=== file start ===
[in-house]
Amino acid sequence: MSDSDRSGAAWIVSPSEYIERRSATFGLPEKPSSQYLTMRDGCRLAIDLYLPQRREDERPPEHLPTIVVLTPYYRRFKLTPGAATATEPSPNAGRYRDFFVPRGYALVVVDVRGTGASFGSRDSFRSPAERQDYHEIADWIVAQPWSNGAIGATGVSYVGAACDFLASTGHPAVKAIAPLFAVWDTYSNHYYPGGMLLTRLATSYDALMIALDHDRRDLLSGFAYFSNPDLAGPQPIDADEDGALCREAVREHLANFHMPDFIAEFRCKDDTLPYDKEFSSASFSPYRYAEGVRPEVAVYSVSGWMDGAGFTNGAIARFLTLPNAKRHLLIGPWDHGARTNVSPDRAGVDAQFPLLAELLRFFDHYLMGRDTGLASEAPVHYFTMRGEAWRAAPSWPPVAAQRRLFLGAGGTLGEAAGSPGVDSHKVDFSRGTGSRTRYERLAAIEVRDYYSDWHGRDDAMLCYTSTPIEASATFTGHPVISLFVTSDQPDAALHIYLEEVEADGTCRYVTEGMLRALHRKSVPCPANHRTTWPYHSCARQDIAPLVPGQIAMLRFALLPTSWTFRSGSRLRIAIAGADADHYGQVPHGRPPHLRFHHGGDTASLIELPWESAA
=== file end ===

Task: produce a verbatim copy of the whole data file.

[in-house]
Amino acid sequence: MSDSDRSGAAWIVSPSEYIERRSATFGLPEKPSSQYLTMRDGCRLAIDLYLPQRREDERPPEHLPTIVVLTPYYRRFKLTPGAATATEPSPNAGRYRDFFVPRGYALVVVDVRGTGASFGSRDSFRSPAERQDYHEIADWIVAQPWSNGAIGATGVSYVGAACDFLASTGHPAVKAIAPLFAVWDTYSNHYYPGGMLLTRLATSYDALMIALDHDRRDLLSGFAYFSNPDLAGPQPIDADEDGALCREAVREHLANFHMPDFIAEFRCKDDTLPYDKEFSSASFSPYRYAEGVRPEVAVYSVSGWMDGAGFTNGAIARFLTLPNAKRHLLIGPWDHGARTNVSPDRAGVDAQFPLLAELLRFFDHYLMGRDTGLASEAPVHYFTMRGEAWRAAPSWPPVAAQRRLFLGAGGTLGEAAGSPGVDSHKVDFSRGTGSRTRYERLAAIEVRDYYSDWHGRDDAMLCYTSTPIEASATFTGHPVISLFVTSDQPDAALHIYLEEVEADGTCRYVTEGMLRALHRKSVPCPANHRTTWPYHSCARQDIAPLVPGQIAMLRFALLPTSWTFRSGSRLRIAIAGADADHYGQVPHGRPPHLRFHHGGDTASLIELPWESAA